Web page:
That said, Palm execs don’t seem particularly anxious about the relative lack of rich apps. Perhaps they’re just not all that interested in letting third-party developers stretch application boundaries and make full use of the Pre’s native capabilities—at least for now.
If the Pre were competing with the iPhone, this could be seen as a major failure. But it’s not. The Pre’s market is existing Palm customers. So anyone who owns a Treo or Centro along with Sprint users looking for a great smartphone, are all perfect candidates for the Palm Pre. If you don’t think this is a big enough market to support the Pre, remember that Palm has sold about two million Centros, alone.
Another false assumption is that iPhone owners might consider switching to the Palm Pre. This is laughable. No iPhone owner is going to give it up for the Palm. This is not because the iPhone is fundamentally better than the Pre (Mobile Analyst Sascha Segan’s final word on the phone is here). Instead, it’s because iPhone owners have too much invested in their phones already. They’ve likely bought dozens of apps that they love and cannot run on anything else. They’re not going to switch to a Palm Pre that won’t be able to run their apps, or even purchase similar apps that they can adopt instead.
Over time Palm’s App Catalog will grow, and I’m certain we’ll see developers build more intense apps and games, but that will take time. Initially, the app selection may not be even compelling enough for current Palm owners to make the switch, unless they get really excited about running the MotionApps “Classic” emulator on a Palm Pre—something I seriously doubt will be the case.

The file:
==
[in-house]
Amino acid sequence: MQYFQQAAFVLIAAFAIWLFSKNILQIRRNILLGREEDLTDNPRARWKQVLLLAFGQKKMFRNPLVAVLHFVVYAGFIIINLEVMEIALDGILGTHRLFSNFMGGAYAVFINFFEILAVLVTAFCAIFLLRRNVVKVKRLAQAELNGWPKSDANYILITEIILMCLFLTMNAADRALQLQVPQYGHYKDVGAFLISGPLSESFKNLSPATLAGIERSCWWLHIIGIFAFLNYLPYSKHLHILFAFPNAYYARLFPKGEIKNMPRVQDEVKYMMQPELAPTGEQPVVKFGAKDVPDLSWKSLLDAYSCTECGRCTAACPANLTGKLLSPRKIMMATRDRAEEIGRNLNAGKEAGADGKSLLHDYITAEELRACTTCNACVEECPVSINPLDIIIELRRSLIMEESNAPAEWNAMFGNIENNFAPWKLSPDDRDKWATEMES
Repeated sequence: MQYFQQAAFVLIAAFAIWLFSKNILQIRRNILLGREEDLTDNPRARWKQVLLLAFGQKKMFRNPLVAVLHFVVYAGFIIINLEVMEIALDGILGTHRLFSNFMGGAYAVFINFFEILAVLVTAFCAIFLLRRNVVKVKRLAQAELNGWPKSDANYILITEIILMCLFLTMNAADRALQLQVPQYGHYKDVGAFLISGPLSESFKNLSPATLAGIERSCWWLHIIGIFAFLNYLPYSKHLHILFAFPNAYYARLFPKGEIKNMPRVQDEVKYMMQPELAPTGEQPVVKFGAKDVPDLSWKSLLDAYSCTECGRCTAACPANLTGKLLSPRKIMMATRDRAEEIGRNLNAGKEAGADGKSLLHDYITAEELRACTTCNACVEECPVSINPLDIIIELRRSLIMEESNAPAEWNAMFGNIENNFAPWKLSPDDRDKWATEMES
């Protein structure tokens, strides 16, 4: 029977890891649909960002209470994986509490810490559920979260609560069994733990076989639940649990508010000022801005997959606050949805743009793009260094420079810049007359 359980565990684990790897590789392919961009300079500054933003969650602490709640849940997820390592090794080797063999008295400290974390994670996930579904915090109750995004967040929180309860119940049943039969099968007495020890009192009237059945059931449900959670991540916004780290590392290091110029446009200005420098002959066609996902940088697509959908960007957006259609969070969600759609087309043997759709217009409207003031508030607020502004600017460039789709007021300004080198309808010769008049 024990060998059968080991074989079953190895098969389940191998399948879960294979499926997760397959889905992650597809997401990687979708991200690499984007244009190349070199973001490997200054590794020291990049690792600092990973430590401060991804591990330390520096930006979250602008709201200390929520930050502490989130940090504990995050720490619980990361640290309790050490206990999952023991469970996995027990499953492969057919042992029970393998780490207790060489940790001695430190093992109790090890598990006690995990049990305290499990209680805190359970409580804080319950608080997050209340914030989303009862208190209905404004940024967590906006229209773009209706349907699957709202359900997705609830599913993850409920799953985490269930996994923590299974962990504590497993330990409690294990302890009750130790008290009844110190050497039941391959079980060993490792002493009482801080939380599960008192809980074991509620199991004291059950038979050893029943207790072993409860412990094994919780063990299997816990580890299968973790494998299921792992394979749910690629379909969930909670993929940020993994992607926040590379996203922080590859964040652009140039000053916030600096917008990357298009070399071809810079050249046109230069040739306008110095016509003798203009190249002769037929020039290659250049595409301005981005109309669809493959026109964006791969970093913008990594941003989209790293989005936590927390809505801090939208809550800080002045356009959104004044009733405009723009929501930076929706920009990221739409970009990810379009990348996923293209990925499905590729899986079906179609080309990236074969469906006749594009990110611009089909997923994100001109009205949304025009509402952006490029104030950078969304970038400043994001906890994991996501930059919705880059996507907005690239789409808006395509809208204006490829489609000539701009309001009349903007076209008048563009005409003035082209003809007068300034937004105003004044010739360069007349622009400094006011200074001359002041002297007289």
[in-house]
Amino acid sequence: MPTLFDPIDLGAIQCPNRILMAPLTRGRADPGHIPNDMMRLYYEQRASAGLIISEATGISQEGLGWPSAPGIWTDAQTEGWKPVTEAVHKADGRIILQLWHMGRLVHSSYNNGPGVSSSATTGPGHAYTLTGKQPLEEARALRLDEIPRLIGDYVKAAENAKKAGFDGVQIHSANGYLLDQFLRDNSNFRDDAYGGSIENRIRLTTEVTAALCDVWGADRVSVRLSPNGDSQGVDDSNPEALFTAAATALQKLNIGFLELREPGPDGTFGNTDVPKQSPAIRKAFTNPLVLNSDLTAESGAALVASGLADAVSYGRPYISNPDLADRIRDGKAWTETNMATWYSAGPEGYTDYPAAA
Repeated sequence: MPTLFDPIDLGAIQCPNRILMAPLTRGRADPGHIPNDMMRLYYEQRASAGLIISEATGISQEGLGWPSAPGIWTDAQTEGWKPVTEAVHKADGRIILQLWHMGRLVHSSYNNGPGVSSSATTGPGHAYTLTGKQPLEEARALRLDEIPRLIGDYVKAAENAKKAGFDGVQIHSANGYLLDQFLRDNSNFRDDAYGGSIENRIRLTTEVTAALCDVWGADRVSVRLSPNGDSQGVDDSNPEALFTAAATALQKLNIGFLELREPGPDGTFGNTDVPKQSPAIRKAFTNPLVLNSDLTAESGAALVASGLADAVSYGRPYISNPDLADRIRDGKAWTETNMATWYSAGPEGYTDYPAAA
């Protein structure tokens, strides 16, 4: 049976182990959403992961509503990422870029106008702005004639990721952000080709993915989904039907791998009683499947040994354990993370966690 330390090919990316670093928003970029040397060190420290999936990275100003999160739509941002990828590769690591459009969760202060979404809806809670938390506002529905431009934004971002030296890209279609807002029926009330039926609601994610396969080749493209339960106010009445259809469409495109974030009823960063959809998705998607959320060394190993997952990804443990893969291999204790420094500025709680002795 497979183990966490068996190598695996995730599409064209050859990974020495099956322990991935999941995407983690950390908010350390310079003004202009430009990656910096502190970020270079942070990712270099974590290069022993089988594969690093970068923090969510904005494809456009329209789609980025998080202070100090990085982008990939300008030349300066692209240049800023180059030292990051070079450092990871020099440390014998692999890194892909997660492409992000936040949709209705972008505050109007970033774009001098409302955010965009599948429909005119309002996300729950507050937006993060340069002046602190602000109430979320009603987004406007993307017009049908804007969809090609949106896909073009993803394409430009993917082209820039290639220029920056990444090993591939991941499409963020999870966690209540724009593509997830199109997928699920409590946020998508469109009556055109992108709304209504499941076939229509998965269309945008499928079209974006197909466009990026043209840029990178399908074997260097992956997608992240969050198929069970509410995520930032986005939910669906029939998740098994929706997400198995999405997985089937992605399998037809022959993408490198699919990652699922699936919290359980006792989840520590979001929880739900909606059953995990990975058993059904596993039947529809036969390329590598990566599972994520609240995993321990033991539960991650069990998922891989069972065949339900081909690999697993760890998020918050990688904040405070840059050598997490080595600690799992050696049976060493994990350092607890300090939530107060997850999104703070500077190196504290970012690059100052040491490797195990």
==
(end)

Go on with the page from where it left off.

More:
A clearer competitor for the Palm Pre would be virtually any RIM BlackBerry phone, with the possible exception of the physical keyboard–less Storm. RIM’s software catalog is smaller than Apple’s but significantly larger than Palm’s. As a new BlackBerry owner, however, I know that downloading and installing third-party apps is not an essential activity. Both Palm’s and RIM’s phones (the Storm excluded) feature a combination of brilliant screens and QWERTY keyboards. The Pre, of course, adds the touch screen and accelerometer—features you’ll find only on the Storm, a product that has not won a great deal of support in the tech analyst community. Even so, I have to wonder how many people will consider switching from, say, a BlackBerry 8330 with its clean, good looks, efficient interface, and, of course, industry-leading push mail system. Again, this leads the Pre back to its own waters for prey.
It would be naïve to think that Palm will not at least go after undecided smartphone consumers—the vast number of people still carrying around dumb feature phones. They’re rich targets for both the iPhone and Palm Pre, and I’d say the new Pre has a fighting chance in this market, too, even if that’s not its primary target. Obviously, the iPhone will still seem sexier and, until Palm clarifies (and enriches) its App Catalog, the iPhone will remain the better choice. However, the Palm Pre is an achievement in its own right, and as those changes come and good word of mouth spreads, I expect the Pre to give virtually any smartphone a run for its money. Just don’t expect any iPhone owners to switch.